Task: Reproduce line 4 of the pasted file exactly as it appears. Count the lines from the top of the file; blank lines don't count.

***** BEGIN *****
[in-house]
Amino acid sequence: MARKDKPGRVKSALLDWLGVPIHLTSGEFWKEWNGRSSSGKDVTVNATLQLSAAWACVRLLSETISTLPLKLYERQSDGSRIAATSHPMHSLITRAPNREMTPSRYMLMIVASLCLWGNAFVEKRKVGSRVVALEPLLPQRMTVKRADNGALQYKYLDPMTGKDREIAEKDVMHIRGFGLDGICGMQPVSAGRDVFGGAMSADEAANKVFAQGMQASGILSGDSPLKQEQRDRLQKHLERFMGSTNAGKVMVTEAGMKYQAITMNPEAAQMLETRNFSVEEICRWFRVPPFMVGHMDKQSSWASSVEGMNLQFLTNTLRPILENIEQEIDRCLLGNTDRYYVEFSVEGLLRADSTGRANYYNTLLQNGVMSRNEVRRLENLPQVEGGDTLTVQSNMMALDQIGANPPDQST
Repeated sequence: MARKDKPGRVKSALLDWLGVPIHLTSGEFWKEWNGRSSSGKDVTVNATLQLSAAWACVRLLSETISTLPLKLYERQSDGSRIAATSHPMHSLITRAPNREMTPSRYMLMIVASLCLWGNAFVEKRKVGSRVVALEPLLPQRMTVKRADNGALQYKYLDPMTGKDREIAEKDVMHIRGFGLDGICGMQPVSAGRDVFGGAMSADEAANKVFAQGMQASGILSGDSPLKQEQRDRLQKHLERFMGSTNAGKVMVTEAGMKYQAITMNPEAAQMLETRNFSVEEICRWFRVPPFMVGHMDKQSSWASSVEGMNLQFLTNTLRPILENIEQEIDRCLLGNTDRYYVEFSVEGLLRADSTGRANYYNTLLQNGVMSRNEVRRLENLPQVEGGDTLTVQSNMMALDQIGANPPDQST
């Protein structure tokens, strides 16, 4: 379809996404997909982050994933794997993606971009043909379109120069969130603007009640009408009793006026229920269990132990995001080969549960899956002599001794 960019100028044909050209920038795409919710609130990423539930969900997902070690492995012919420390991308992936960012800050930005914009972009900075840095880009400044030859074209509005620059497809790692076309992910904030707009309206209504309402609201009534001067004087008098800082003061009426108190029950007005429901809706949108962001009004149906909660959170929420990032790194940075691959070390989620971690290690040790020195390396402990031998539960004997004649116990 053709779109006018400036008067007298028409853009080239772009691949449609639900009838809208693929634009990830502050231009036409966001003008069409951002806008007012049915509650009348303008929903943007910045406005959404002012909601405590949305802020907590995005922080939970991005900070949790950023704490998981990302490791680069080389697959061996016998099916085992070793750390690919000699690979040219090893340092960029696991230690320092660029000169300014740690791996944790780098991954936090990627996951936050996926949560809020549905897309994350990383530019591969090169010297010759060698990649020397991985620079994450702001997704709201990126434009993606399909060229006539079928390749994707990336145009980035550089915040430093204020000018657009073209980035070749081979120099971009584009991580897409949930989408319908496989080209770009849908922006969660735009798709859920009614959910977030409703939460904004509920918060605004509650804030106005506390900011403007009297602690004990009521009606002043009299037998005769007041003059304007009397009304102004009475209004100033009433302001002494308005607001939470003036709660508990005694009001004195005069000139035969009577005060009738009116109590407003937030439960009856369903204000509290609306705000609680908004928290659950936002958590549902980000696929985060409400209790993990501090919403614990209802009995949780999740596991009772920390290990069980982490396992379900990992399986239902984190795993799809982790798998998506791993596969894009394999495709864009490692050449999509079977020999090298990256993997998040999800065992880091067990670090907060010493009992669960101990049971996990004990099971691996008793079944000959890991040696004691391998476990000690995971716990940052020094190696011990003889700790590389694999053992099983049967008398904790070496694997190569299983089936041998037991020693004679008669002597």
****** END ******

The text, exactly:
């Protein structure tokens, strides 16, 4: 379809996404997909982050994933794997993606971009043909379109120069969130603007009640009408009793006026229920269990132990995001080969549960899956002599001794 960019100028044909050209920038795409919710609130990423539930969900997902070690492995012919420390991308992936960012800050930005914009972009900075840095880009400044030859074209509005620059497809790692076309992910904030707009309206209504309402609201009534001067004087008098800082003061009426108190029950007005429901809706949108962001009004149906909660959170929420990032790194940075691959070390989620971690290690040790020195390396402990031998539960004997004649116990 053709779109006018400036008067007298028409853009080239772009691949449609639900009838809208693929634009990830502050231009036409966001003008069409951002806008007012049915509650009348303008929903943007910045406005959404002012909601405590949305802020907590995005922080939970991005900070949790950023704490998981990302490791680069080389697959061996016998099916085992070793750390690919000699690979040219090893340092960029696991230690320092660029000169300014740690791996944790780098991954936090990627996951936050996926949560809020549905897309994350990383530019591969090169010297010759060698990649020397991985620079994450702001997704709201990126434009993606399909060229006539079928390749994707990336145009980035550089915040430093204020000018657009073209980035070749081979120099971009584009991580897409949930989408319908496989080209770009849908922006969660735009798709859920009614959910977030409703939460904004509920918060605004509650804030106005506390900011403007009297602690004990009521009606002043009299037998005769007041003059304007009397009304102004009475209004100033009433302001002494308005607001939470003036709660508990005694009001004195005069000139035969009577005060009738009116109590407003937030439960009856369903204000509290609306705000609680908004928290659950936002958590549902980000696929985060409400209790993990501090919403614990209802009995949780999740596991009772920390290990069980982490396992379900990992399986239902984190795993799809982790798998998506791993596969894009394999495709864009490692050449999509079977020999090298990256993997998040999800065992880091067990670090907060010493009992669960101990049971996990004990099971691996008793079944000959890991040696004691391998476990000690995971716990940052020094190696011990003889700790590389694999053992099983049967008398904790070496694997190569299983089936041998037991020693004679008669002597």